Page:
6 of 7 people found the following review helpful
5.0 out of 5 stars For the Artful Reader Aug. 7 2005
By Floccinaucinihilipilification - Published on Amazon.com
Format:Paperback
Dickens' writing is exacting, descriptive and illuminating. In structure and style, very similar to many of Dickens' other works, particularly Great Expectations - the poor orphan makes it big while encountering interesting and malevolent characters along the way.

Oliver Twist brings us dark yet humorous characters like Sikes, Fagin, the Artful Dodger, etc.

Great reading and an important part of any classic collection.
3 of 3 people found the following review helpful
5.0 out of 5 stars Greatness shines through the centuries Nov. 16 2011
By Avid Reader - Published on Amazon.com
Format:Paperback
What's not to love about Dickens? You've got heroes, villains, comedy, tragedy, social commentary and detailed descriptions of face, dress, and city. You've got the whole world wrapped up in a story that has you rooting for the good guys even after 150-plus years, and even though you know the good guys are too good to be true.

The story of Oliver Twist doesn't need to be retold in this review. The plot twists are ridiculous at times --- though a lot less ridiculous in Dickens' day than they would be in ours. Today, few kids are orphaned at birth, and few are shamed by being bastard children. Today, few people can move from town to town, changing their name and escaping their past. (It can be done, but it's very hard.) Today, it's believed that everyone can be redeemed and everyone can become a master of his own fate. Not so when Dickens was alive. The world really was a place in which many lives were short and brutish.

Dickens conjures up those depths, but what he does so remarkably is to show the life that survived in them and the humanity that each of us has. Humanity comes in many forms: Oliver and his little friend Dick, somehow maintaining sparks of kindness despite their horrid treatment in the parochial orphanage; the pickpocket/prostitute Nancy risking her life to save Oliver; and the evil Fagin and Bill Sykes feeling remorse about the things they've done. Those are the indelible images that stick with me, even more than the soft-hearted humor that Dickens always blends into the mix.

Dickens masterfully opens the curtain on the sordid life to which England's lower classes were consigned, and he is angry about it. He was the first to be able to bring that perspective to a wide audience through a popular medium, and he helped to create the momentum that changed the treatment of the poor and sought more humane ways of dealing with crime and lack of opportunity. The seething in this book is echoed today in protests around the world over inequality in wealth and opportunity --- showing that Dickens is as relevant today as when he put pen to paper.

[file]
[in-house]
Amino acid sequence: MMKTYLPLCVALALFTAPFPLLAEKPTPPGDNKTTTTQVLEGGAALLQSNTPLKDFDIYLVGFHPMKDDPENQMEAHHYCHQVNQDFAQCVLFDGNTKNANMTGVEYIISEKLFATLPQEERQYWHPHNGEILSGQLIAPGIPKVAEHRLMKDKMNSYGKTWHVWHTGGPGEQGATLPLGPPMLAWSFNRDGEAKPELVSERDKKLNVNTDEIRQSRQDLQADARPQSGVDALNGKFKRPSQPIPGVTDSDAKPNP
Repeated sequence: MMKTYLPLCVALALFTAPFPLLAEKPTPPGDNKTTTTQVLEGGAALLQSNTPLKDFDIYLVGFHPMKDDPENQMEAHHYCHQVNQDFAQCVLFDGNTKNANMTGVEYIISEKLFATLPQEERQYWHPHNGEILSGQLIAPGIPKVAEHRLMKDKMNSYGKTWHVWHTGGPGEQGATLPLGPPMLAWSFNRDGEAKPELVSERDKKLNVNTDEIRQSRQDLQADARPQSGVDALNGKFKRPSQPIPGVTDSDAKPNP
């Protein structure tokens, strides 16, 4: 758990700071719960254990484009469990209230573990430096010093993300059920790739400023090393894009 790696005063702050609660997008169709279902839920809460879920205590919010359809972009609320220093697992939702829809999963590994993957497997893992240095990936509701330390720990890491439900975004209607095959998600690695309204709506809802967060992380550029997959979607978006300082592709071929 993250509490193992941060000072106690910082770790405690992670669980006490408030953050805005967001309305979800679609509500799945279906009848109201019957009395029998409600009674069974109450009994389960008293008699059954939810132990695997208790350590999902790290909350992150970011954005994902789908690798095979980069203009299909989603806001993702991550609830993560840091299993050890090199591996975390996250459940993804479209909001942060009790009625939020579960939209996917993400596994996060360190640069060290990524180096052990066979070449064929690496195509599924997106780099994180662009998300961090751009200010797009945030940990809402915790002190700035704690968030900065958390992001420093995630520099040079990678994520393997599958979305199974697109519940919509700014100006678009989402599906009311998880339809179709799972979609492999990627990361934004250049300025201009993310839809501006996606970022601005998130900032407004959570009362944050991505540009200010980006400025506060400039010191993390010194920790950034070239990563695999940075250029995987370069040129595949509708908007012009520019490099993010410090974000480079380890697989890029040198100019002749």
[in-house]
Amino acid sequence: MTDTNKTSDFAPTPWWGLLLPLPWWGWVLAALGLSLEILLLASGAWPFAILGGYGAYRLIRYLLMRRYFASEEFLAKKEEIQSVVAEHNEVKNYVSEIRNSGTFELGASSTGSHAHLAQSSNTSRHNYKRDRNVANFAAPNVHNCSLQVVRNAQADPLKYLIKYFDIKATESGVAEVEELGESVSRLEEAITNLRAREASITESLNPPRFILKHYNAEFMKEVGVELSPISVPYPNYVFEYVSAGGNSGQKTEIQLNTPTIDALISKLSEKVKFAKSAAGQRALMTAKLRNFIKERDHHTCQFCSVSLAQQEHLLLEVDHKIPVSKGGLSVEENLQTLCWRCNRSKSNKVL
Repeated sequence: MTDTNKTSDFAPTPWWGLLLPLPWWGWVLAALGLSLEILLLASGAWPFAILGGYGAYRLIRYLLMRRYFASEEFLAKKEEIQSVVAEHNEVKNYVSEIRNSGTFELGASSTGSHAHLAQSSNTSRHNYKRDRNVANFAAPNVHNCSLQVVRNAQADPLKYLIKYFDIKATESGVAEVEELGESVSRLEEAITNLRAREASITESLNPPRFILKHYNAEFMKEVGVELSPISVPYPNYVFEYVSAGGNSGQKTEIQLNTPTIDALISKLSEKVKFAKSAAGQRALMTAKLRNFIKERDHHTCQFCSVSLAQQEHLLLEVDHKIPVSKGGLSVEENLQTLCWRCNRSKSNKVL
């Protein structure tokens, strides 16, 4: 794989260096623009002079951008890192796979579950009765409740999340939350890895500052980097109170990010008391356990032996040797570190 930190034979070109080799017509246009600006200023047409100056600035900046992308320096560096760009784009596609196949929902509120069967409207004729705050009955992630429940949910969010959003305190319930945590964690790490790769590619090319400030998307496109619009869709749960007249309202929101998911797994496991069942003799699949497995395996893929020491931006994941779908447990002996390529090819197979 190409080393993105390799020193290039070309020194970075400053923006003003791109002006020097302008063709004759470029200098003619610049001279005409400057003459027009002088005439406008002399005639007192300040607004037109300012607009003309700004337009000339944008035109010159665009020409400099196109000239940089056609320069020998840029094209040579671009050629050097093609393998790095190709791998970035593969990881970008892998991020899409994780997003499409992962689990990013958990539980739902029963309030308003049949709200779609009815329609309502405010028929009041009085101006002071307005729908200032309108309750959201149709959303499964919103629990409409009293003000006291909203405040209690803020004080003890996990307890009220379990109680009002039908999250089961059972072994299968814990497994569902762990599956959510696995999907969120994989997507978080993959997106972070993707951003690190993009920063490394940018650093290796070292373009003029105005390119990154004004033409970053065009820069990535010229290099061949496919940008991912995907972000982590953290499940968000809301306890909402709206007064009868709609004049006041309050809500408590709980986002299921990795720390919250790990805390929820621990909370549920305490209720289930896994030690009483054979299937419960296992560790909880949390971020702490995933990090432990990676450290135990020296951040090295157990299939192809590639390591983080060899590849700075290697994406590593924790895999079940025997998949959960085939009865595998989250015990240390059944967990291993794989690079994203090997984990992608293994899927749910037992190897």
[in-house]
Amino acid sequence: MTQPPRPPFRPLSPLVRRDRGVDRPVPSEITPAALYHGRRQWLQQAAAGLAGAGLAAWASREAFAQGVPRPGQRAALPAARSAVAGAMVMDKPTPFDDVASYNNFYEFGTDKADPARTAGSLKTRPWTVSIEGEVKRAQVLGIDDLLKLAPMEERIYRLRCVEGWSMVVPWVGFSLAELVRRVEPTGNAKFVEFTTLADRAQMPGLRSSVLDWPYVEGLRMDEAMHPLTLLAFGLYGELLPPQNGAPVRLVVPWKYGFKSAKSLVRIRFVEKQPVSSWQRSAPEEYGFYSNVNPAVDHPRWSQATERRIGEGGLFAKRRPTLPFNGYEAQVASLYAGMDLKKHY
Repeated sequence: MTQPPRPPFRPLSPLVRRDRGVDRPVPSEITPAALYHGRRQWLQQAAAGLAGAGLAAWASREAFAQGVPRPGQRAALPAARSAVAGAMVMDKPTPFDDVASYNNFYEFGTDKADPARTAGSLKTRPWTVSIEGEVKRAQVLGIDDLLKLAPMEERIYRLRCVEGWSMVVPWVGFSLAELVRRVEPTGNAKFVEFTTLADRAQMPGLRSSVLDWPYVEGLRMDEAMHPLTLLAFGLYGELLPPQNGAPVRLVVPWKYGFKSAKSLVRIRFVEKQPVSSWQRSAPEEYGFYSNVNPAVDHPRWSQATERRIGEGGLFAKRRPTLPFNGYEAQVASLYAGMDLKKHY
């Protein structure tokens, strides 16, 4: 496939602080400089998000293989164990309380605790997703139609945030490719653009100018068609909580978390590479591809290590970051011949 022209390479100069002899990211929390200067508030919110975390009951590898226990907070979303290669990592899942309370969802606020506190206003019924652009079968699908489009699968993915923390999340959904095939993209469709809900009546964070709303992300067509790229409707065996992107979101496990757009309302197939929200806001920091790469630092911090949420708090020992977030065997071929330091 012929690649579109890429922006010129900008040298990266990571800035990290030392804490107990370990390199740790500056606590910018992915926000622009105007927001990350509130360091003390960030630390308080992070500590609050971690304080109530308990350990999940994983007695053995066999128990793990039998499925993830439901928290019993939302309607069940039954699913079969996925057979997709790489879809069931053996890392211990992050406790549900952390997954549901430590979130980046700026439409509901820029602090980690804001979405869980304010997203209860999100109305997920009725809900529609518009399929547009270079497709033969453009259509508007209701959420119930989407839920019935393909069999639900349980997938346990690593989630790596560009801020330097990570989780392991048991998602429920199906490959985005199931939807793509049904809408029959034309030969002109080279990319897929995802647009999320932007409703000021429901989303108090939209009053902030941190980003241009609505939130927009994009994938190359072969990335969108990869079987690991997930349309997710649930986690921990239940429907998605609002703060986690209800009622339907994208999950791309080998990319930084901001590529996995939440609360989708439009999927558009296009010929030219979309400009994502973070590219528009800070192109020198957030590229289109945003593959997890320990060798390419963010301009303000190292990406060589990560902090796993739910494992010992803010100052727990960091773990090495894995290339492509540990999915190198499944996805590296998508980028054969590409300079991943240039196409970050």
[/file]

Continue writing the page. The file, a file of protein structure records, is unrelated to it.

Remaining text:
2 of 2 people found the following review helpful
4.0 out of 5 stars The master of irony at his best Oct. 23 2009
By Layla Bing - Published on Amazon.com
Format:Paperback
Oliver Twist is perhaps the most culturally prevalent of Mr. Dickens' novels. Everyone has heard the famous line: "Please sir, can I have some more?" What a lot of people don't realize is that Oliver Twist was actually Dickens' attempt at a social critique of the prevailing prejudices against the poor and downtrodden in Victorian England, and the appalling work and living conditions that they were subjected to as a result of the Poor Law of 1834. In this capacity Dickens was very successful; his novel helped draw attention to the problem and precipitated a wave of compassion toward the poor. However, his success in improving the image of one marginalized group was perhaps marred by the slandering of a second marginalized population: the Jews. Dickens' anti-semitism is very apparent in the character of the Jew Fagin who is repeatedly likened to a demon, and who is characterized by a jumble of derogatory Jewish stereotypes. By contrast, Oliver is hardly characterized at all except to be described as a kind of nebulous blob of pure goodness who is tried by hardship at every turn-- thereby winning our sympathy.

Like many of Dickens' novels, Twist's plot hangs on the convergence of coincidence. Though the seeming acts of fate that drive the story are clearly contrived, it is done in such a self-aware manner that the reader can't help but overlook the ridiculousness of the plot twists. My favorite part of Dickens' story-telling in this novel is the bitingly sarcastic manner in which it is written. The narrative is dry and exceptionally witty, and I frequently found myself laughing out loud at the masterful use of irony that turns what could be rather dark and depressing parts of the novel into dark comedy. The manner of narration makes up for the rather stereotypical good vs evil, villains-get-their-just-deserts plot formulation. I really enjoyed reading Oliver Twist, and I would definitely recommend it for a first time Dickens reader, with the one qualification that it does reflect the prevailing prejudices and racism of the time, and should thus be taken with a large grain of salt.